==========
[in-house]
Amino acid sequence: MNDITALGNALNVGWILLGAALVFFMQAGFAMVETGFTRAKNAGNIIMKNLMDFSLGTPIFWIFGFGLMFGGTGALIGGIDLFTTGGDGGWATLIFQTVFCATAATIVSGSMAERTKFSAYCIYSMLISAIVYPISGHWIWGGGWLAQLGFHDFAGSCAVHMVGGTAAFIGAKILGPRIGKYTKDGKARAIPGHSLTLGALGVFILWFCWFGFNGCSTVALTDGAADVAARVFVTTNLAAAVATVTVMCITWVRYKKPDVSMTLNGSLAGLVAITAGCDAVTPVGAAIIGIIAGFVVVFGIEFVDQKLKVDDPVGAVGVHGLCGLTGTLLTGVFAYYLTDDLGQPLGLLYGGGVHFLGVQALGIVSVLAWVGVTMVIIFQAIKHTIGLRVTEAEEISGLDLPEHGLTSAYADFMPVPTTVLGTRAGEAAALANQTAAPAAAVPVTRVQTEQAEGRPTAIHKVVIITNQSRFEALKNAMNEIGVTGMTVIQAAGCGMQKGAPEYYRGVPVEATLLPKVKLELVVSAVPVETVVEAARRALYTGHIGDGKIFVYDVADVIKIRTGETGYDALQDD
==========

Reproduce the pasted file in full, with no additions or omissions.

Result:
[in-house]
Amino acid sequence: MNDITALGNALNVGWILLGAALVFFMQAGFAMVETGFTRAKNAGNIIMKNLMDFSLGTPIFWIFGFGLMFGGTGALIGGIDLFTTGGDGGWATLIFQTVFCATAATIVSGSMAERTKFSAYCIYSMLISAIVYPISGHWIWGGGWLAQLGFHDFAGSCAVHMVGGTAAFIGAKILGPRIGKYTKDGKARAIPGHSLTLGALGVFILWFCWFGFNGCSTVALTDGAADVAARVFVTTNLAAAVATVTVMCITWVRYKKPDVSMTLNGSLAGLVAITAGCDAVTPVGAAIIGIIAGFVVVFGIEFVDQKLKVDDPVGAVGVHGLCGLTGTLLTGVFAYYLTDDLGQPLGLLYGGGVHFLGVQALGIVSVLAWVGVTMVIIFQAIKHTIGLRVTEAEEISGLDLPEHGLTSAYADFMPVPTTVLGTRAGEAAALANQTAAPAAAVPVTRVQTEQAEGRPTAIHKVVIITNQSRFEALKNAMNEIGVTGMTVIQAAGCGMQKGAPEYYRGVPVEATLLPKVKLELVVSAVPVETVVEAARRALYTGHIGDGKIFVYDVADVIKIRTGETGYDALQDD